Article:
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Why Latin America’s Best Female Chef Leo Espinosa wants Colombians to be proud of their cuisine

Laura Price

13/09/2017

Header images: Leonor Espinosa (portrait: Renata Bolivar) and gold honey with goat's cheese

In recent years, restaurants from Chile to New Zealand have proudly stamped their use of local, seasonal ingredients all over their menus. But in Colombia, the native produce movement is only just beginning, and there’s a lot more work to be done.

We talk to the chef banging the drum for Colombian produce, the newly crowned Latin America’s Best Female Chef 2017, Leonor Espinosa.

While most global foodies can identify ceviche as a Peruvian dish and tacos as Mexican, many would be hard-pushed to name a typically Colombian bite. Those who have travelled to Bogotá might pinpoint ajiaco, a hearty local stew of chicken, potatoes, rice and avocado, but little of Colombia’s produce is known internationally.

“Outside Colombia, people know ajiaco, bandeja paisa and sangocho but that is nothing compared to what we have in this country,” says Leonor Espinosa, the chef-owner of restaurants Leo and Misia, both in Bogotá. “Colombian cuisine comes from the fusion of European with indigenous and, later, African influences. It’s a very colourful cuisine, because of the African influence, and a very characterful one.”

Colombia is a country of fermentation and smoking, Espinosa explains. From the Pacific coast to the Caribbean, there are more than 60 varieties of leaves used to conserve, cure, transport and cook various foods. Yucca, corn and rice were all fermented in indigenous culture and now fermented drinks such as chicha and forcha remain very popular – usually sold on the street.

While some traditional foods remain prevalent, others have been lost over Colombia’s recent history as restaurateurs have focused on bringing international cuisines to the table. A glimpse at the offering in Bogotá’s gastronomic neighbourhood reveals European and American brunches, steakhouses and coffee shops. According to Espinosa, only 10% of the capital’s restaurants serve Colombian cuisine compared with 90% offering international fare ­ – and she would like to reverse this.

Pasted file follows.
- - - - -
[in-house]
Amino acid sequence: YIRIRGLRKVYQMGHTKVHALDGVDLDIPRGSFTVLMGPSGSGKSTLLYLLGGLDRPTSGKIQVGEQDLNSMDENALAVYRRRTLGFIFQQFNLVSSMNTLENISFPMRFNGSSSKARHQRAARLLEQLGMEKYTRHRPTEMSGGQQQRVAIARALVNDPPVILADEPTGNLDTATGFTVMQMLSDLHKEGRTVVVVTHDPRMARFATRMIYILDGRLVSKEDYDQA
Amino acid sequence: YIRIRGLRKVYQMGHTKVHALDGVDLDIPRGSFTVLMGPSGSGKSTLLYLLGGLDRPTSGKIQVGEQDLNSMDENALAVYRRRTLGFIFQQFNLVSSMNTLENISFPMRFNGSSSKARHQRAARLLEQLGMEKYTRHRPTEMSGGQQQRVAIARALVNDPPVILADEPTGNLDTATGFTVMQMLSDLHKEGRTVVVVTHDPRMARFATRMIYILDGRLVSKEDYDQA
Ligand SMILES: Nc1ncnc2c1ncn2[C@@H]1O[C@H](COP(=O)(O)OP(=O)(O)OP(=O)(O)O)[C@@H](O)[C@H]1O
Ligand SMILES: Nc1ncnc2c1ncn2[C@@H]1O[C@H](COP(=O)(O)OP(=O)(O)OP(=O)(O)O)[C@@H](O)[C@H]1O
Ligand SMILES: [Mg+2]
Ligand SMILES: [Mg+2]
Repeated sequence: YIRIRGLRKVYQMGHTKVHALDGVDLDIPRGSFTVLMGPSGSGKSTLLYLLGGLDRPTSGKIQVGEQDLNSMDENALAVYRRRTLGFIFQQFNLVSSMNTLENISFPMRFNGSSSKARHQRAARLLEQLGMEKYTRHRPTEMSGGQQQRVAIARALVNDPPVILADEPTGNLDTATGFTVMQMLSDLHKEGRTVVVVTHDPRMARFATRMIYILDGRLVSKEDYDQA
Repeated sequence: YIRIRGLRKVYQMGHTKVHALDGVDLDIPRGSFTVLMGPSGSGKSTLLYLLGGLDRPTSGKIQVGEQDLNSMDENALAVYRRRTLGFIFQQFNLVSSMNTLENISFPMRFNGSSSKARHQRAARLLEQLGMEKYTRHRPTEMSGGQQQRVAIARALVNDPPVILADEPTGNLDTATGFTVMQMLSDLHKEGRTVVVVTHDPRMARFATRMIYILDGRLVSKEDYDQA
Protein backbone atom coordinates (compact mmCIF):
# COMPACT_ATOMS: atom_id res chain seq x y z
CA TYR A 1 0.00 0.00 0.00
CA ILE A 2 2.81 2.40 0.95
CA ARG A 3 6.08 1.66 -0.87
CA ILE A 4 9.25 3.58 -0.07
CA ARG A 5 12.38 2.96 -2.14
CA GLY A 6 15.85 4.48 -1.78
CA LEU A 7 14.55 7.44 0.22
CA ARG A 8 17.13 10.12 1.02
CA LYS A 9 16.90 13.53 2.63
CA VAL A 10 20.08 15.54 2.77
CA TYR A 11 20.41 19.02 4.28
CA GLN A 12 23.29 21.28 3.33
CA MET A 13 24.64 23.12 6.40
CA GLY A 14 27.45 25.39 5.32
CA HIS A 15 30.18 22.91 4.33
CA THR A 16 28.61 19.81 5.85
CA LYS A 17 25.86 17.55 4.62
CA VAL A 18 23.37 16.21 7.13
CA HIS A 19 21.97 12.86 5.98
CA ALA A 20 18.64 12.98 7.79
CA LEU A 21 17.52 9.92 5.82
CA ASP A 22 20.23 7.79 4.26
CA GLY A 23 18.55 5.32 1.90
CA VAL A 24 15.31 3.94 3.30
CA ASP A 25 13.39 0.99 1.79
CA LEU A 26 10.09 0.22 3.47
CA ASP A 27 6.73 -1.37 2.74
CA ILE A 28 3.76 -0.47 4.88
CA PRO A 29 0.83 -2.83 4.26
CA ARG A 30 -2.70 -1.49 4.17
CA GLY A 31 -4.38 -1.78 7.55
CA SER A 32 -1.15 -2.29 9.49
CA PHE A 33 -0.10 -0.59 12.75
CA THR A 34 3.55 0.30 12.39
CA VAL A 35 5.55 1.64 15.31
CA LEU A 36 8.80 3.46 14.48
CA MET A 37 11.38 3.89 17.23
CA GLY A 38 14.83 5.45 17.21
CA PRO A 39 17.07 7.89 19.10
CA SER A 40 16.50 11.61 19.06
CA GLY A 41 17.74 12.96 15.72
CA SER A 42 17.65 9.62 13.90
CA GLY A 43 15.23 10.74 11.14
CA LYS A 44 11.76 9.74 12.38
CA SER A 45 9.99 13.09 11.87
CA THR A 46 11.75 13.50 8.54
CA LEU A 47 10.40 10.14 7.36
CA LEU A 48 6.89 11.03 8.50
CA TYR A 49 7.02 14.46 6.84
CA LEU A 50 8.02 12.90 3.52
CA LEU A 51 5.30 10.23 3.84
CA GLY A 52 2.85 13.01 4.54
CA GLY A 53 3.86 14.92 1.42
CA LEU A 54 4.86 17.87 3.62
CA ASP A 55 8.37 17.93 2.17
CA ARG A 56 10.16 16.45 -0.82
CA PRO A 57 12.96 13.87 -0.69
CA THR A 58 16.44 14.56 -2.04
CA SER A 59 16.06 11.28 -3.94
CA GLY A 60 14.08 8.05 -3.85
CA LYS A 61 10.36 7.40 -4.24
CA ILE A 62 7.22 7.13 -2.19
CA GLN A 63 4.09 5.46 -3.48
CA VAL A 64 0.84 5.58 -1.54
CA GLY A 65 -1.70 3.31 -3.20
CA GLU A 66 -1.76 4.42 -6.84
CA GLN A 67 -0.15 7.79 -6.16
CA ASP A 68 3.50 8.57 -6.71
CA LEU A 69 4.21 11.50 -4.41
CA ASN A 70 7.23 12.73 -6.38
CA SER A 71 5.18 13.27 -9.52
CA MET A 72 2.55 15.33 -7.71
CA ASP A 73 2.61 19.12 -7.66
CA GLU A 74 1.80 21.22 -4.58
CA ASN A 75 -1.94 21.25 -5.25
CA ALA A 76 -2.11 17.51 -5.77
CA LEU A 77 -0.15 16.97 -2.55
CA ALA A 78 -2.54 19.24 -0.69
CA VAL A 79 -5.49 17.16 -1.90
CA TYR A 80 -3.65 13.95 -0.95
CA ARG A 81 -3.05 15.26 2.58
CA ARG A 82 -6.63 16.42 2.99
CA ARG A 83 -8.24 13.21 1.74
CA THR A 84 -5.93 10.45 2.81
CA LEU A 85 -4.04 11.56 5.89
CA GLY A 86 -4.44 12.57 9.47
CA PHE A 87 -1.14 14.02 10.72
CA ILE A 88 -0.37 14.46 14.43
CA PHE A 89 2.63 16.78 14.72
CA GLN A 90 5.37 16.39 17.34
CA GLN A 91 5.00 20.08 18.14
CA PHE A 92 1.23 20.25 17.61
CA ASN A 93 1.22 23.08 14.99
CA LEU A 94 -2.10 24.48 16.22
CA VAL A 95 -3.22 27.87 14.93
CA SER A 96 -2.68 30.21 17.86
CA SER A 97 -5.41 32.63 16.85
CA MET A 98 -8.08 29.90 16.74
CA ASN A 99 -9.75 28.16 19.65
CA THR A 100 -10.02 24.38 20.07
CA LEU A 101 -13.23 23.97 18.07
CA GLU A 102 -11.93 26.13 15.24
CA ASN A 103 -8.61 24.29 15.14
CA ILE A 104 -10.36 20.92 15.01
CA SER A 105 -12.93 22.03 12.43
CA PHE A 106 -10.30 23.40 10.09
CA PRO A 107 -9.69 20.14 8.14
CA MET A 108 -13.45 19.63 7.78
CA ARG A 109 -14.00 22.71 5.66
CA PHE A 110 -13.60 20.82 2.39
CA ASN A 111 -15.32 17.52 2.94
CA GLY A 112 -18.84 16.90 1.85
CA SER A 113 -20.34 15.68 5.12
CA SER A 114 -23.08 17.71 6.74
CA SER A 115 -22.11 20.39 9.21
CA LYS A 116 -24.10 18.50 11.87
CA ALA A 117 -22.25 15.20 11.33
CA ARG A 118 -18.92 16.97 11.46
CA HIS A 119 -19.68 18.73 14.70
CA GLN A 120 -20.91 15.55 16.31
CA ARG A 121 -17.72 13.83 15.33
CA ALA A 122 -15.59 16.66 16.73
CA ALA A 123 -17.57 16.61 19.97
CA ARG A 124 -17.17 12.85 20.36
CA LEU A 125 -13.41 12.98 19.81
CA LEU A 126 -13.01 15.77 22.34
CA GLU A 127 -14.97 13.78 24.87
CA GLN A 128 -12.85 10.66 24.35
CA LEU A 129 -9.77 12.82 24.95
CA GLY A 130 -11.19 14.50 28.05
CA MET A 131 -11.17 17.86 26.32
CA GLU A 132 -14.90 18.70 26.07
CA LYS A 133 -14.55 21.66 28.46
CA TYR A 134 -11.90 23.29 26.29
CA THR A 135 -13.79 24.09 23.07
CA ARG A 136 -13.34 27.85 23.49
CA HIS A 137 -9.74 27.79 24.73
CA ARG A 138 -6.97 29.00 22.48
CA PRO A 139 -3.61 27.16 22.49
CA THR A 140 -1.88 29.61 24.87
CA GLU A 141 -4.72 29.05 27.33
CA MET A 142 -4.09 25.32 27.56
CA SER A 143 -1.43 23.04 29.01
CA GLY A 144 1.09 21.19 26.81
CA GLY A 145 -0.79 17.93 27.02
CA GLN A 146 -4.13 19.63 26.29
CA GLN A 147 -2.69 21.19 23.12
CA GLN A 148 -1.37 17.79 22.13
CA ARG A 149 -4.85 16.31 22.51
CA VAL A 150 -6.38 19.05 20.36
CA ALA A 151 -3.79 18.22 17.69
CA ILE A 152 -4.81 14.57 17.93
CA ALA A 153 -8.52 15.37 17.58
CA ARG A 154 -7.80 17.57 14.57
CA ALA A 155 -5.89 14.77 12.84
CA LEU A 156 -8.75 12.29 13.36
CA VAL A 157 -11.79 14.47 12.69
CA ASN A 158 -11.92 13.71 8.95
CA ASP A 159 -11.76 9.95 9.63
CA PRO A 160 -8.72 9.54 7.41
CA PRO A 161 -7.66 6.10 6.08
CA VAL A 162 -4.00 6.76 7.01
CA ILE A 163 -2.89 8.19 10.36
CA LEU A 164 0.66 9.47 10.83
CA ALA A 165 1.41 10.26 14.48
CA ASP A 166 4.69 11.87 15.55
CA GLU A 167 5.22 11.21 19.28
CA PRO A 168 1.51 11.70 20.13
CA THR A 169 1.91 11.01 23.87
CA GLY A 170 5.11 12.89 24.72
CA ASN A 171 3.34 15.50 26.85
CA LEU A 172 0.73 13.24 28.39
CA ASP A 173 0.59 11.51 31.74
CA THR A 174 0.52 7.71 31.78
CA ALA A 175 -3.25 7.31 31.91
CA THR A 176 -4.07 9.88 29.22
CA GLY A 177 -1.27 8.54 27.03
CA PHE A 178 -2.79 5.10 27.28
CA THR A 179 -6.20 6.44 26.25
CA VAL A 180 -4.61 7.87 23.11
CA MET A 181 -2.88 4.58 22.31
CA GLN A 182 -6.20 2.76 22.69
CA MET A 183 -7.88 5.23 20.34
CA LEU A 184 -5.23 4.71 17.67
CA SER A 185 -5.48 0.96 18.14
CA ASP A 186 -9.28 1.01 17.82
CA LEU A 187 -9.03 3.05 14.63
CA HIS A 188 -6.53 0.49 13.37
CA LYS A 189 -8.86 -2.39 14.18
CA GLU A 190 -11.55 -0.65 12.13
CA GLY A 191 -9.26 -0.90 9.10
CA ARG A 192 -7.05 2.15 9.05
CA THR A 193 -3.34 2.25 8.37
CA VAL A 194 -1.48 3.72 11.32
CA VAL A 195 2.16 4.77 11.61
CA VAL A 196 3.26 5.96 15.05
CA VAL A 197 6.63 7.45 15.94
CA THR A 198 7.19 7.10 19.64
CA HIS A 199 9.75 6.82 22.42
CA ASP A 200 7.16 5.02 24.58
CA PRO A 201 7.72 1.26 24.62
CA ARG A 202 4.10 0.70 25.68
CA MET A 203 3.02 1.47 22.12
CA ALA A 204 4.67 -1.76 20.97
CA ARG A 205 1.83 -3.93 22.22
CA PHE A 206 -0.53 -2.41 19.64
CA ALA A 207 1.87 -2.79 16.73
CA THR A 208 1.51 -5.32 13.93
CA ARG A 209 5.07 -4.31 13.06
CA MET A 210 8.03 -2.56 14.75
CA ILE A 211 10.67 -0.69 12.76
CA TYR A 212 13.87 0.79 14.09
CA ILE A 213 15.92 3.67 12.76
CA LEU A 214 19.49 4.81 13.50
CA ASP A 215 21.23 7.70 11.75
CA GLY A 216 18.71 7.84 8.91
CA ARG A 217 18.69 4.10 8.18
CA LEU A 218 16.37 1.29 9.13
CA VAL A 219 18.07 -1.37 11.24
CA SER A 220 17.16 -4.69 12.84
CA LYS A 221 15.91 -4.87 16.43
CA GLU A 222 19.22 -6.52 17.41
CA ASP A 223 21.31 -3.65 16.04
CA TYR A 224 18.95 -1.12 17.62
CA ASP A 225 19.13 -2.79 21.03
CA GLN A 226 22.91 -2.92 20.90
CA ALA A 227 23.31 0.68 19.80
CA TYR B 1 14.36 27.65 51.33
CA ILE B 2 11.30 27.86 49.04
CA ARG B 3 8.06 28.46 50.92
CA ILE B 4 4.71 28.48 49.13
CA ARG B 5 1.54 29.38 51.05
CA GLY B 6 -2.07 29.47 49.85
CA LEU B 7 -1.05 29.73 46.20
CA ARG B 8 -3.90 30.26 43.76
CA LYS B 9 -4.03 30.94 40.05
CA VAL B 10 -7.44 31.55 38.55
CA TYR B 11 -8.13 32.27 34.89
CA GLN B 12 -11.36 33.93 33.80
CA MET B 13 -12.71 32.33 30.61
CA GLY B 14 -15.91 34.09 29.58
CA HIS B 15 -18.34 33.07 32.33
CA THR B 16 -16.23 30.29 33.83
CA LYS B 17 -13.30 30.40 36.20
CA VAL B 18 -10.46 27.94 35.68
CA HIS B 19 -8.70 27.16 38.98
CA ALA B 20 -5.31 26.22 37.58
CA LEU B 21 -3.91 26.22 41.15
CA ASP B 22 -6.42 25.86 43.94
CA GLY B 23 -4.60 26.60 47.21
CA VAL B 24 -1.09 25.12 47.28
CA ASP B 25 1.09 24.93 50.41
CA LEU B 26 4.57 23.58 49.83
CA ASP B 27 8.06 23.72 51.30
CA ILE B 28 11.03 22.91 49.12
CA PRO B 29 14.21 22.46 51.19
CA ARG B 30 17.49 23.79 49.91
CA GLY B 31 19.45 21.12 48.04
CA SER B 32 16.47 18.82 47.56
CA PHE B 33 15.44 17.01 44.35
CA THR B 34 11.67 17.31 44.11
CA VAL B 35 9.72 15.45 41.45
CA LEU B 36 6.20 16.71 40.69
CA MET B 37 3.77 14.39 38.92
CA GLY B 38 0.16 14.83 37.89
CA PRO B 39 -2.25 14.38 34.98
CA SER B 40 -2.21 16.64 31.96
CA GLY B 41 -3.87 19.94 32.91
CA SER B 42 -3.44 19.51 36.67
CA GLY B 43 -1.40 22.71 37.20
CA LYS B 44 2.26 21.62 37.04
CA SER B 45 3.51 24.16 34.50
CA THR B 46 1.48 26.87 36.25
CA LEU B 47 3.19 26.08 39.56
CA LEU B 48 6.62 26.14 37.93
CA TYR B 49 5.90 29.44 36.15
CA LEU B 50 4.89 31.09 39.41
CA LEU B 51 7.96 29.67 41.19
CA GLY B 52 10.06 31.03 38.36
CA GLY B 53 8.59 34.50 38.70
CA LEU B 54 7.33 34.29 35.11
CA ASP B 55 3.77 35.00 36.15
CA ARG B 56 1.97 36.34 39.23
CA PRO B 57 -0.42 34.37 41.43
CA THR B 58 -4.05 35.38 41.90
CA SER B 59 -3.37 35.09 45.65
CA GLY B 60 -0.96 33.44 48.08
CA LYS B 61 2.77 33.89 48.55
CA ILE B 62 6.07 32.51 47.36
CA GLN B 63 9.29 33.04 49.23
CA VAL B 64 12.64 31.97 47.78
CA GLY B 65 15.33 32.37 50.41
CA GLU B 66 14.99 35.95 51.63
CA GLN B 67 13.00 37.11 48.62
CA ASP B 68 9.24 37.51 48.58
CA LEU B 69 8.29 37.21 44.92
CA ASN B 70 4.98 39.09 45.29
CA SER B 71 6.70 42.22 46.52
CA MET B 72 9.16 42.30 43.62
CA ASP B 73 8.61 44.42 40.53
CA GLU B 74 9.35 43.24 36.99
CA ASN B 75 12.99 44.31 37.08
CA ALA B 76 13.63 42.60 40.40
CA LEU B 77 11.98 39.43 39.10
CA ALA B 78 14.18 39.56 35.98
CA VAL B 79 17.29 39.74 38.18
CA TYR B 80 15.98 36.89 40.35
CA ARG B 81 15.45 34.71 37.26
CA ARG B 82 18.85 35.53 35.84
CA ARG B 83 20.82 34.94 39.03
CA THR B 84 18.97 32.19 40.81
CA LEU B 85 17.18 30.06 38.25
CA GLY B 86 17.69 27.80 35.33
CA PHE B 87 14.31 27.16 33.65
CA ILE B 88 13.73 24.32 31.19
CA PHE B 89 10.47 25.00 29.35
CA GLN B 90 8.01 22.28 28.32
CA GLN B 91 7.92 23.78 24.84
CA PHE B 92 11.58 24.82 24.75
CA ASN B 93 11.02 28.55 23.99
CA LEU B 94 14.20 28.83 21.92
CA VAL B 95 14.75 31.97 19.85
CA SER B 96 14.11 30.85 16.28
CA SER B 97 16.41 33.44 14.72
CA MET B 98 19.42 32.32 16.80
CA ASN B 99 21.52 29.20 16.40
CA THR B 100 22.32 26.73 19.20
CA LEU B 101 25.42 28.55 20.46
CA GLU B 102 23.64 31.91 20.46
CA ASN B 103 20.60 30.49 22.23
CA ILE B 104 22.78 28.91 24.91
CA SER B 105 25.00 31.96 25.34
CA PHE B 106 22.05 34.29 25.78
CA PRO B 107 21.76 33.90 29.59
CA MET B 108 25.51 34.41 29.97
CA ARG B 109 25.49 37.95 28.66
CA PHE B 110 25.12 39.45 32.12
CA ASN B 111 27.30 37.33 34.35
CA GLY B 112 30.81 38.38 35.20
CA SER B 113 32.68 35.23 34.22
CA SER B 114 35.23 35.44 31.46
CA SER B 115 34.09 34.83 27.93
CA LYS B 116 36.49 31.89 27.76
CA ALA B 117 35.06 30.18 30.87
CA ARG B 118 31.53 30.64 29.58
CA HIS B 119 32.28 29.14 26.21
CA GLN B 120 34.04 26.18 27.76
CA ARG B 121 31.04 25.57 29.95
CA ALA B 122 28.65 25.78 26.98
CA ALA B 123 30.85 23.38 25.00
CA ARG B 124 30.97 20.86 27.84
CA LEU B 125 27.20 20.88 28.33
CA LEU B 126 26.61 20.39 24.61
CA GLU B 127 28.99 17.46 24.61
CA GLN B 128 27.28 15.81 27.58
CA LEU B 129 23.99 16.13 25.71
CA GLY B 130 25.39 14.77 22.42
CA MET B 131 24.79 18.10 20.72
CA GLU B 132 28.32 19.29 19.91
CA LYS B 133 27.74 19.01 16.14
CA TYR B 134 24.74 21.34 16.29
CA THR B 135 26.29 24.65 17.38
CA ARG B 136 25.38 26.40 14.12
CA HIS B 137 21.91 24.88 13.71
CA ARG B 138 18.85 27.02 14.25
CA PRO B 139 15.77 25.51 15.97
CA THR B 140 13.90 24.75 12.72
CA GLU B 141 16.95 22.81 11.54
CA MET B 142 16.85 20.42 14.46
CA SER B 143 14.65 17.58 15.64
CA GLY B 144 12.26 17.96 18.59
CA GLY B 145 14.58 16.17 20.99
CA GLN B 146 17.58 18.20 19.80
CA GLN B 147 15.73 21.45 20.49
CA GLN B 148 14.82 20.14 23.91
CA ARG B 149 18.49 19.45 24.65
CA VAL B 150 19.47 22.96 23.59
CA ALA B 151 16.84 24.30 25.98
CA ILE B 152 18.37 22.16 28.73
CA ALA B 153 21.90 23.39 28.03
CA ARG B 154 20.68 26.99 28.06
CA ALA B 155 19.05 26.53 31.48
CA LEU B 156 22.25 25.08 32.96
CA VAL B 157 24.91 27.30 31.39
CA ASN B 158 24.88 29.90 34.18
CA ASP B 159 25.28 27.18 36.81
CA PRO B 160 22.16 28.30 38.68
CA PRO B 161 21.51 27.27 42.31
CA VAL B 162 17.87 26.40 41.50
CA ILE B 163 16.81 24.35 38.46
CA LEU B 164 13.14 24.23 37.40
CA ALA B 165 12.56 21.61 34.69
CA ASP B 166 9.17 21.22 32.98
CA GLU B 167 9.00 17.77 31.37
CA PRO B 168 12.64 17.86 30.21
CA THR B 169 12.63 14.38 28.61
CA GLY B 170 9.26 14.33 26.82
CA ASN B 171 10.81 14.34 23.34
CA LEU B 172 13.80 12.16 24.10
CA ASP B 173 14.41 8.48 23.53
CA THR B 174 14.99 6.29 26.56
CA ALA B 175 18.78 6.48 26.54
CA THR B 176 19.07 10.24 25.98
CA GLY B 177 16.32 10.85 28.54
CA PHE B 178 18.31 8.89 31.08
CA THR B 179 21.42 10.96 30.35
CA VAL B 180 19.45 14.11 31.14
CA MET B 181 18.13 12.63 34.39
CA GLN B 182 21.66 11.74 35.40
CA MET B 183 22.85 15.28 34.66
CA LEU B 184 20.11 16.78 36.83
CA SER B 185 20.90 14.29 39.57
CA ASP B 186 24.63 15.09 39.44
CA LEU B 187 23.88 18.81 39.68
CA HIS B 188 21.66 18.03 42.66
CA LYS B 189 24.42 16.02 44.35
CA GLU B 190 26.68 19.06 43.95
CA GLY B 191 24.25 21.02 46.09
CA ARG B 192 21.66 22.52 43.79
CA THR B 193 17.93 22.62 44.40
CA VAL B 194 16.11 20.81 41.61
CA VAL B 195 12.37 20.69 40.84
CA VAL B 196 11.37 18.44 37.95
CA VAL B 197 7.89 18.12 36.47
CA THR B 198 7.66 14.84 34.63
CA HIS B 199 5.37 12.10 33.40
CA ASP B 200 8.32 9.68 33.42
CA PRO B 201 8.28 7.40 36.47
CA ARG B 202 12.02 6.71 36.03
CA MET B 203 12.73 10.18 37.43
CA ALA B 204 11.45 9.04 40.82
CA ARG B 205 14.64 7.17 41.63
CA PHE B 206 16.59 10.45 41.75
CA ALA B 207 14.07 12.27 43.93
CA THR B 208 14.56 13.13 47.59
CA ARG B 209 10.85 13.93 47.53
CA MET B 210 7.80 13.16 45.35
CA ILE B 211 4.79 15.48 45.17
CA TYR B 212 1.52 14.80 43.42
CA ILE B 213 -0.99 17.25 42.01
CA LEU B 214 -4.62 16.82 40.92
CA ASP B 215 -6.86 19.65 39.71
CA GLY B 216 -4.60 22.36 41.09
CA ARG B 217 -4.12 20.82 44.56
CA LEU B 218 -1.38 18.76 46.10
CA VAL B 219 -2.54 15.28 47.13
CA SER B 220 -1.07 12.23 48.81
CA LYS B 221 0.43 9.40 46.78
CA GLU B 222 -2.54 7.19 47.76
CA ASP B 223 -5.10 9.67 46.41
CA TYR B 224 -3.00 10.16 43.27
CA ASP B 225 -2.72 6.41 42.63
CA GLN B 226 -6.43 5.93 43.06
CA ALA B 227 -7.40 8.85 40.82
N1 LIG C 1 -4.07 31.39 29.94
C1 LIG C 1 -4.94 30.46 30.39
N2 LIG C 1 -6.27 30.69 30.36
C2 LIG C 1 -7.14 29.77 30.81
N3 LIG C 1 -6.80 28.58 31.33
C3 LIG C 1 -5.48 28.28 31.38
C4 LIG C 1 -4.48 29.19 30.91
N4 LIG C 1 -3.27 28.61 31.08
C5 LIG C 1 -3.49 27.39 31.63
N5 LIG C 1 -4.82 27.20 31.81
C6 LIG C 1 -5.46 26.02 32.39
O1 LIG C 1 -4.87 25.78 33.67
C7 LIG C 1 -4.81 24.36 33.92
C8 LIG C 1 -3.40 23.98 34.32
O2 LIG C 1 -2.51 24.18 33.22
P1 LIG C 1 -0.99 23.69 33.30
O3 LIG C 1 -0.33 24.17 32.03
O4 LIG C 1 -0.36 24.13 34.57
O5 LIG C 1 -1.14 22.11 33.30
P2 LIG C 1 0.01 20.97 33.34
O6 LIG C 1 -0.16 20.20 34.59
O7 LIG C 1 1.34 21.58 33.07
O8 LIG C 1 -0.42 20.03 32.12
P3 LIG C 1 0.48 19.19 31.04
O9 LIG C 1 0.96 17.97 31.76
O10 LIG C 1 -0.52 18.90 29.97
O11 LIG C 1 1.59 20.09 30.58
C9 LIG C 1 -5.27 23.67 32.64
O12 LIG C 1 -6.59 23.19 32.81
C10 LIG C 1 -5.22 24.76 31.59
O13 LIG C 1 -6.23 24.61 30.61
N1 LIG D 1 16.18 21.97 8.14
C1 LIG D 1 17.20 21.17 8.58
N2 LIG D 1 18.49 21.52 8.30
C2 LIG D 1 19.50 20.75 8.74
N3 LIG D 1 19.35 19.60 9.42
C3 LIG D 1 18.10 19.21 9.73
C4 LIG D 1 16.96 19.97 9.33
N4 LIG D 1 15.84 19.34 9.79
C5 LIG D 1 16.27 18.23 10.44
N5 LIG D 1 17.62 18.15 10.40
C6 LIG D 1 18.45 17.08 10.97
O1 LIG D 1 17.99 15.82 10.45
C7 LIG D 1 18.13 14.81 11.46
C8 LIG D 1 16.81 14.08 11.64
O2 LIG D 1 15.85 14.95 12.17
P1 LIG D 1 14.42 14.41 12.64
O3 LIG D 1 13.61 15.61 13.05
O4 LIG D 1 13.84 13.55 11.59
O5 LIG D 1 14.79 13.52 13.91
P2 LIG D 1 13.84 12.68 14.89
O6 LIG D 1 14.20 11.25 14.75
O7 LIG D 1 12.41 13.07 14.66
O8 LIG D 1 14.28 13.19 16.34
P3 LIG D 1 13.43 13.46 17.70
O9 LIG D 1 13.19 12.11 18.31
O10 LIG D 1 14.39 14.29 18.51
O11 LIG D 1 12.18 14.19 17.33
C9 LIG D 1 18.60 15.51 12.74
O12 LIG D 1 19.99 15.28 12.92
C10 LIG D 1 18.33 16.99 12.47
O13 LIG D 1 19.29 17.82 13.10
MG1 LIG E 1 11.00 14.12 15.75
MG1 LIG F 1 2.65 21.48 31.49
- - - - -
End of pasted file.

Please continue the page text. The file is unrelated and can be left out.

“In Peru, wherever you go, you’ll find anticuchos, cevicherias, sangucherias – much more Peruvian than international cuisine,” she says. “But 15 years ago, Lima wasn’t a place where you would find local food everywhere. Like Colombia, Peru had a lot more international than local restaurants. That has changed, and it’s partly the Peruvians who have changed it – by becoming proud of their own cuisine. We are in that process now.”

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Inside Leo restaurant in Bogotá 

Colombia’s recent political history has a lot to answer for. The ongoing drugs-related violence involving the Revolutionary Armed Forces of Colombia, known as the FARC, made the country unattractive as a tourist destination for decades, as well as holding back the agricultural industry, with vast areas of land used for illegal drugs production. It is only in the last few years, with the movement towards peace and the signing of an accord last year, that the country has opened up to international tourism, and Espinosa says that a more stable period will help contribute towards a better food culture.